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Williams Lake Cycling Club concerned over rogue tree-cutting

Club wants people to get involved, but hopes they talk to them first before making changes
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Shawn Lewis looks at another spot where a sizeable fir tree was removed on the trail Snap on Fox Mountain, changing the speed and flow of the trail. (Ruth Lloyd photo - Williams Lake Tribune)

Williams Lake Cycling Club (WLCC) is hoping people wanting to make changes to mountain bike trails in the area will talk to them first before taking action.

After some trees have been removed on the mountain bike trail Snap on Fox Mountain, concerns were raised about renegade trail modifications.

WLCC is the volunteer organization which maintains and manages the area trail networks, and while they welcome volunteer trail maintenance, removing trees without consulting the club and network director is problematic, explained Shawn Lewis, club president.

Ekai Jorgenson, Fox Mountain trail area network director for the club, said people making changes to trails like this may not realize the many factors going into any updates or changes to trails.

Sometimes trails have strategically narrow points for speed checks where line of sight changes or trails come together, and at times the narrow points help to reduce opportunities for non-motorized trail users to get on the wrong trails, as well as other factors. Trail builders take many different things into consideration when building a trail, and the goal of the club is to try and both maintain the original design of the builder, but also to maintain trail networks with specific overall visions in mind for each one.

The Fox Mountain Trail network is meant to be a modern network and fairly family-friendly, explained Jorgenson.

Snap is a green-rated trail meant to be rideable by all level of riders and provides an important connection between different parts of the network for riders going in either direction. For this reason, some of the changes to the trail could impact intentional points of speed control.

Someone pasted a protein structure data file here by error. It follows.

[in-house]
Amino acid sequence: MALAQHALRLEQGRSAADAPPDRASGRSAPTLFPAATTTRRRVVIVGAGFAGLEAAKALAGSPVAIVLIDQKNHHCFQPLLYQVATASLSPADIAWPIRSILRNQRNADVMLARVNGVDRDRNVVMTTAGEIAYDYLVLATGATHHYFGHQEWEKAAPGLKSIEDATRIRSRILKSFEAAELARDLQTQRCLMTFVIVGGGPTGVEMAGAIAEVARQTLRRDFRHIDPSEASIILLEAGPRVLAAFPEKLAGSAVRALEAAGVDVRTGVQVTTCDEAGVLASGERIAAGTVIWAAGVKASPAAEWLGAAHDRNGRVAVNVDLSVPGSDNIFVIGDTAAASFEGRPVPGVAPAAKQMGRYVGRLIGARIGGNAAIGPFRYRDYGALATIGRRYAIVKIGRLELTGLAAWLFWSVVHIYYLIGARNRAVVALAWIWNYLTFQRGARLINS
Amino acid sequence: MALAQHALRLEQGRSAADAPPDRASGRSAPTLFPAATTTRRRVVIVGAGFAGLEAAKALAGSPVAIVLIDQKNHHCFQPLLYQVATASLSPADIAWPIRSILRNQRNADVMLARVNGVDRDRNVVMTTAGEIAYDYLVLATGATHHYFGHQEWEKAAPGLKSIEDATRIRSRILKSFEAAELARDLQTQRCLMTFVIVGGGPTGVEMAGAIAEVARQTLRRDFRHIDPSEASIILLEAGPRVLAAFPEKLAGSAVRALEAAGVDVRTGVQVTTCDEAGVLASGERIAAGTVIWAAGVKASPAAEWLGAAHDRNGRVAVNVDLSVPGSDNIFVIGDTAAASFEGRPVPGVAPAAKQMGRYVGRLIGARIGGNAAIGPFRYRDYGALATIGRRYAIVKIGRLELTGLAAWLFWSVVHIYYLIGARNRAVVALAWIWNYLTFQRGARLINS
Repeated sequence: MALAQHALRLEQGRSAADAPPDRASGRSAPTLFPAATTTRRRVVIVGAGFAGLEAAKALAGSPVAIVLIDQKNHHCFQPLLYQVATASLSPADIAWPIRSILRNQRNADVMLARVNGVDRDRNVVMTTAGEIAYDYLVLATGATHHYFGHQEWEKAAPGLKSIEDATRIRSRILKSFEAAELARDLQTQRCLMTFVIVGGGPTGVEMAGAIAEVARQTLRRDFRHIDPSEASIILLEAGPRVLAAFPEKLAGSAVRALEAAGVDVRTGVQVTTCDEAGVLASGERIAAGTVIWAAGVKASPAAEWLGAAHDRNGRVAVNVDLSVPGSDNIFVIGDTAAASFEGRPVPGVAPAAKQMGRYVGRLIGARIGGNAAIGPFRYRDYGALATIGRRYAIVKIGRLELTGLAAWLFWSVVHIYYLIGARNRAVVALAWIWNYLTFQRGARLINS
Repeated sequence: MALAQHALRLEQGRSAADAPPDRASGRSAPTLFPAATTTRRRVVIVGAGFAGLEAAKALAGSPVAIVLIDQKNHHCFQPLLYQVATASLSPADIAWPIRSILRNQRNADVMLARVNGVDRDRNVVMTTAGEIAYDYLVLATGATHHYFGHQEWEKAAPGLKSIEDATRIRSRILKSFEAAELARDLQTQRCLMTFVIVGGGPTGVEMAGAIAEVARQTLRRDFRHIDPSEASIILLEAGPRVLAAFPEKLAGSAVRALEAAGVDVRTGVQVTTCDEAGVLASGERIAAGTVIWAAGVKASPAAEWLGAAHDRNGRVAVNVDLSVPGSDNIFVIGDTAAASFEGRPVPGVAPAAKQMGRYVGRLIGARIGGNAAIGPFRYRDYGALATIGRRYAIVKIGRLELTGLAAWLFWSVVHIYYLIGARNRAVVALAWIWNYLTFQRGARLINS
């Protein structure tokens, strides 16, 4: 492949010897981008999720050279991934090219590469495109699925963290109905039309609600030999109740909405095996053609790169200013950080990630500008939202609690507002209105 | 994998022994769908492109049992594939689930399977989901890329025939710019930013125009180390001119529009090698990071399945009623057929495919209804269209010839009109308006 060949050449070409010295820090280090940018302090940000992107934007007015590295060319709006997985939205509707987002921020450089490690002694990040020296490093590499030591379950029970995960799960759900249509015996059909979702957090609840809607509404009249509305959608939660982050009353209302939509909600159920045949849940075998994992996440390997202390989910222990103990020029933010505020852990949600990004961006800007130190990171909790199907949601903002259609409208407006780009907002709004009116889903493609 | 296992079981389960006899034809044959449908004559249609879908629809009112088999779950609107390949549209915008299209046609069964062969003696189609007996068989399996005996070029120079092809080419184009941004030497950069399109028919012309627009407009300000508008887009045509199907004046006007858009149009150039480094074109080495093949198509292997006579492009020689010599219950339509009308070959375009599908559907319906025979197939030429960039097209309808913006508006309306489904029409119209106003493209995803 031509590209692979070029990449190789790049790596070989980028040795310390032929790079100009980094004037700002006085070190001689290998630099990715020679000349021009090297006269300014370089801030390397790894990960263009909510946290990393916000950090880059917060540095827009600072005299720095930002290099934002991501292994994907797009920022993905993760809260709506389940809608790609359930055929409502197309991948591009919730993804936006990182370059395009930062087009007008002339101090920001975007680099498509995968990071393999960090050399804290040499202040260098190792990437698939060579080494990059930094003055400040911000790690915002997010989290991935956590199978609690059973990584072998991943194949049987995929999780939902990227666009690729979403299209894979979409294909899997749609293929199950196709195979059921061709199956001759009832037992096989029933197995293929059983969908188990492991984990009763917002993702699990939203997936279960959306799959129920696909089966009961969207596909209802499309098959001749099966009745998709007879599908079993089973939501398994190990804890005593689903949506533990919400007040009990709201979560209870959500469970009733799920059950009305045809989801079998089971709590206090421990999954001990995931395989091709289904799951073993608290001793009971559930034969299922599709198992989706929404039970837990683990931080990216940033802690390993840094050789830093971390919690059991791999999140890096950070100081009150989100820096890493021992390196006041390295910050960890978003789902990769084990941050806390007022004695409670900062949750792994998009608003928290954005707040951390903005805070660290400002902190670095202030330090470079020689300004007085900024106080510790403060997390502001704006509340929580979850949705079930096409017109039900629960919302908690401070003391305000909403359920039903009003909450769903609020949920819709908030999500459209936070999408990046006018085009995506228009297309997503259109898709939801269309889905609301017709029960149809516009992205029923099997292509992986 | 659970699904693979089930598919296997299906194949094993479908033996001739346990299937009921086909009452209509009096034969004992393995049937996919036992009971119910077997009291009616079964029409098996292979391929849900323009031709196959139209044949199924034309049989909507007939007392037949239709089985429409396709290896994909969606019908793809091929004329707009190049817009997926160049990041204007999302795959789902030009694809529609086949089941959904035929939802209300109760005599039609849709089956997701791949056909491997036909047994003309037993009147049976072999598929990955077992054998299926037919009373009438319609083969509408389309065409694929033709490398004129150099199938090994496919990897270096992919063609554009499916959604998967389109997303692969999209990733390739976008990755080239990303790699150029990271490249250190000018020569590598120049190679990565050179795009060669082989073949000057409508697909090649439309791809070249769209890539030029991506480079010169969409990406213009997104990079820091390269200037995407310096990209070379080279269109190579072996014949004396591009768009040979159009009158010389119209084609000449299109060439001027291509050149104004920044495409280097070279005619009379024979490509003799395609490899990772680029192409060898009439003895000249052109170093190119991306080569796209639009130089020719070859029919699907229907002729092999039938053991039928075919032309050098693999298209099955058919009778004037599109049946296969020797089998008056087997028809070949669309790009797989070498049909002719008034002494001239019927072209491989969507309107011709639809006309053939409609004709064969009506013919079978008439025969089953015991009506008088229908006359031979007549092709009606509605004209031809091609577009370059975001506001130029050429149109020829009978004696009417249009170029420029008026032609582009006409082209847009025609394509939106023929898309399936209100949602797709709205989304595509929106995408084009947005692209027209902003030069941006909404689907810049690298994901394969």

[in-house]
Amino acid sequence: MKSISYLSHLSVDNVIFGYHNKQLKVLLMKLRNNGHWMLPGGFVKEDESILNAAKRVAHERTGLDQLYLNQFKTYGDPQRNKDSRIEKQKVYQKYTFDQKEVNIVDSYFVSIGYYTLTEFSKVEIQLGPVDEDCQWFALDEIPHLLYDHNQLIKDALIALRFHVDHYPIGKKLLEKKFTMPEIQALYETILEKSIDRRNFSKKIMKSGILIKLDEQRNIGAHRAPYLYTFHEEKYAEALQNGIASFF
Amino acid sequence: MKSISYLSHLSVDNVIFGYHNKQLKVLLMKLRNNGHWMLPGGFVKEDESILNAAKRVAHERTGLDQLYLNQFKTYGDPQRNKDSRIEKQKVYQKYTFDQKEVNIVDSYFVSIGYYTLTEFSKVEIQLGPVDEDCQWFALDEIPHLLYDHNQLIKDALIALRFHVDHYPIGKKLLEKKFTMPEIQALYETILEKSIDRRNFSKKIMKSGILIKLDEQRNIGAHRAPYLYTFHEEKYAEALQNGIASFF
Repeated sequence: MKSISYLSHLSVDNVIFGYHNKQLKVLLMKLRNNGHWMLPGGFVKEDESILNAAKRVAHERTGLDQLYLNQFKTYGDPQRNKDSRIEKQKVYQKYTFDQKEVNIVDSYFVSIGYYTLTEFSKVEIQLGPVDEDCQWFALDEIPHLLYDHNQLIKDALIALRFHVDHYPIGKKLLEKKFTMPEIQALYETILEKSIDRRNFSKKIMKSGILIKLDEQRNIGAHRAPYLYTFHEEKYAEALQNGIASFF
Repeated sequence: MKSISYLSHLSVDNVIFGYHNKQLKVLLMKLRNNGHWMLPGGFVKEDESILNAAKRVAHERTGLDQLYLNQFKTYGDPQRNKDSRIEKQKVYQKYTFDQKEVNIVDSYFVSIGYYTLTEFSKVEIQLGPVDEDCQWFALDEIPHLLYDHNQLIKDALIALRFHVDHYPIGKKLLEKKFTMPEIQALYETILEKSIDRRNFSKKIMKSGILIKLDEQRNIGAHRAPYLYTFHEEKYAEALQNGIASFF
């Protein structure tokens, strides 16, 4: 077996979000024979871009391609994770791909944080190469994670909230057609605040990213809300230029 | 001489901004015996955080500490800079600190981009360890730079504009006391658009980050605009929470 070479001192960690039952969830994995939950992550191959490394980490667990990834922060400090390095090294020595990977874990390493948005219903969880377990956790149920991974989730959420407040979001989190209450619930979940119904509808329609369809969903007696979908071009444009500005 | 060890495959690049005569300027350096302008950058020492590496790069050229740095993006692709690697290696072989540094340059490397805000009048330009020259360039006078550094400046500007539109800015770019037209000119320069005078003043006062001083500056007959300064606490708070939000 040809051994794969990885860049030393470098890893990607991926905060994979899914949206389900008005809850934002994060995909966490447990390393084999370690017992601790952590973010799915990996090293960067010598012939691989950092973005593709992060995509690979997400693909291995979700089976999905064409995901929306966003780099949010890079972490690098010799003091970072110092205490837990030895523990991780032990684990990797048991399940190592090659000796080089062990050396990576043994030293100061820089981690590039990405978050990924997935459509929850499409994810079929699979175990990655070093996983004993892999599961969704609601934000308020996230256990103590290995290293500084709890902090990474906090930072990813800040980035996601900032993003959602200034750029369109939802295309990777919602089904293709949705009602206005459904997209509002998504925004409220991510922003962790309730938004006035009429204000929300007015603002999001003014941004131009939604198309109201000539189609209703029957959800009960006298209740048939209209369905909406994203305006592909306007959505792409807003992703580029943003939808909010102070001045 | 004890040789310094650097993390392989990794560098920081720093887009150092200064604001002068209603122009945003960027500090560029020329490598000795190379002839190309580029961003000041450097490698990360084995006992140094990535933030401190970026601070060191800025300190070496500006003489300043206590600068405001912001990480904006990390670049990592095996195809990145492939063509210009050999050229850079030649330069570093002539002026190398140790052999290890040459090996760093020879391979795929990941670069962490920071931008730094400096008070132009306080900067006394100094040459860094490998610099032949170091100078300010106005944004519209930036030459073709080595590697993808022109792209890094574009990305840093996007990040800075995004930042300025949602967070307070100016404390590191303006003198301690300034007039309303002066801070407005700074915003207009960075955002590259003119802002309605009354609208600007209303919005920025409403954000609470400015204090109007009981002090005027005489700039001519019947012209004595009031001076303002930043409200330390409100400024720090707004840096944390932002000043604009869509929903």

A number of trees along the trail, ranging from small fir trees less than 10 years old, to a couple of larger diameter trees which appear to have been cut with a small electric chainsaw, have been removed, permanently changing the trail.

Trail network directors are responsible for making any changes and maintenance plans on their respective networks and Jorgenson hopes people who want to get involved in trail work reach out before acting on their own.

“We want more people to be involved, it’s a big job,” he said, noting there is a mechanism in place for people to get involved or let the club know what they want to see changed.

Cutting trees on Crown land without permission is also against the law, and is regulated by Rec Sites and Trails BC, which approves trail-building plans, including those for the local club.

Lewis emphasized the importance of this relationship for the club and is concerned unauthorized cutting could put this relationship at risk.

“The only way we’re going to know what people want is if they tell us,” said Jorgenson.

Anyone can email puddlebike@gmail.com and the email will be forwarded to the relevant network director. They can also reach out via the Williams Lake Cycling Club social media profiles.

READ MORE: Sun sets on final Sunset DH Series race by Williams Lake Cycling Club

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Ruth Lloyd

About the Author: Ruth Lloyd

After moving back to Williams Lake, where I was born and graduated from school, I joined the amazing team at the Williams Lake Tribune in 2021.
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